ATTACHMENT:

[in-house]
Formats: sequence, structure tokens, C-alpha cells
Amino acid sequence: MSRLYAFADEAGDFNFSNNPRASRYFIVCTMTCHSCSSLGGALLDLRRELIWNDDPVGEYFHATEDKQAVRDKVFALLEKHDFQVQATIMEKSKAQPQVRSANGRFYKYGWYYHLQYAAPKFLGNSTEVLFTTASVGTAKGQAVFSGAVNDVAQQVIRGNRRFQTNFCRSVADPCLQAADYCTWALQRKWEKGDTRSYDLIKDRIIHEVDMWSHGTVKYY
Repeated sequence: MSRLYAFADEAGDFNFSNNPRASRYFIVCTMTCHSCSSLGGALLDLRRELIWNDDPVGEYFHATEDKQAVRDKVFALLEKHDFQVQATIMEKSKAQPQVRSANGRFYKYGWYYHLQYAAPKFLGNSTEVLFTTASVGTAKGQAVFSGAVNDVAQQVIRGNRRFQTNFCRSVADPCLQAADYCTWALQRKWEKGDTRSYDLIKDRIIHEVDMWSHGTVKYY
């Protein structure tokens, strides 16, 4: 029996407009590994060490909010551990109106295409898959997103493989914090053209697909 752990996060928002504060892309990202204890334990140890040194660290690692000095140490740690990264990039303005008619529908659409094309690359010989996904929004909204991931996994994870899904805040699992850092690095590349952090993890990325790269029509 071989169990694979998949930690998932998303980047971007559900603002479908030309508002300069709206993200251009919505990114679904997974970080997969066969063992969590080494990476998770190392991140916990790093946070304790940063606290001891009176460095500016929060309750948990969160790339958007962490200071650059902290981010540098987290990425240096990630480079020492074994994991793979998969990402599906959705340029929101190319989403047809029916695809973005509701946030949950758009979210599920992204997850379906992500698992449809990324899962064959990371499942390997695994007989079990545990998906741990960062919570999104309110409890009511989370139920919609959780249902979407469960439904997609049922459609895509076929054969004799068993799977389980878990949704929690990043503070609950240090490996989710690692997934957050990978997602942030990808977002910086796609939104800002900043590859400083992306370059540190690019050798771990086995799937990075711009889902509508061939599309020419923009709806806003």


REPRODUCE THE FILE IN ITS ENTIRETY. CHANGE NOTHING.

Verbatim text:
[in-house]
Formats: sequence, structure tokens, C-alpha cells
Amino acid sequence: MSRLYAFADEAGDFNFSNNPRASRYFIVCTMTCHSCSSLGGALLDLRRELIWNDDPVGEYFHATEDKQAVRDKVFALLEKHDFQVQATIMEKSKAQPQVRSANGRFYKYGWYYHLQYAAPKFLGNSTEVLFTTASVGTAKGQAVFSGAVNDVAQQVIRGNRRFQTNFCRSVADPCLQAADYCTWALQRKWEKGDTRSYDLIKDRIIHEVDMWSHGTVKYY
Repeated sequence: MSRLYAFADEAGDFNFSNNPRASRYFIVCTMTCHSCSSLGGALLDLRRELIWNDDPVGEYFHATEDKQAVRDKVFALLEKHDFQVQATIMEKSKAQPQVRSANGRFYKYGWYYHLQYAAPKFLGNSTEVLFTTASVGTAKGQAVFSGAVNDVAQQVIRGNRRFQTNFCRSVADPCLQAADYCTWALQRKWEKGDTRSYDLIKDRIIHEVDMWSHGTVKYY
């Protein structure tokens, strides 16, 4: 029996407009590994060490909010551990109106295409898959997103493989914090053209697909 752990996060928002504060892309990202204890334990140890040194660290690692000095140490740690990264990039303005008619529908659409094309690359010989996904929004909204991931996994994870899904805040699992850092690095590349952090993890990325790269029509 071989169990694979998949930690998932998303980047971007559900603002479908030309508002300069709206993200251009919505990114679904997974970080997969066969063992969590080494990476998770190392991140916990790093946070304790940063606290001891009176460095500016929060309750948990969160790339958007962490200071650059902290981010540098987290990425240096990630480079020492074994994991793979998969990402599906959705340029929101190319989403047809029916695809973005509701946030949950758009979210599920992204997850379906992500698992449809990324899962064959990371499942390997695994007989079990545990998906741990960062919570999104309110409890009511989370139920919609959780249902979407469960439904997609049922459609895509076929054969004799068993799977389980878990949704929690990043503070609950240090490996989710690692997934957050990978997602942030990808977002910086796609939104800002900043590859400083992306370059540190690019050798771990086995799937990075711009889902509508061939599309020419923009709806806003």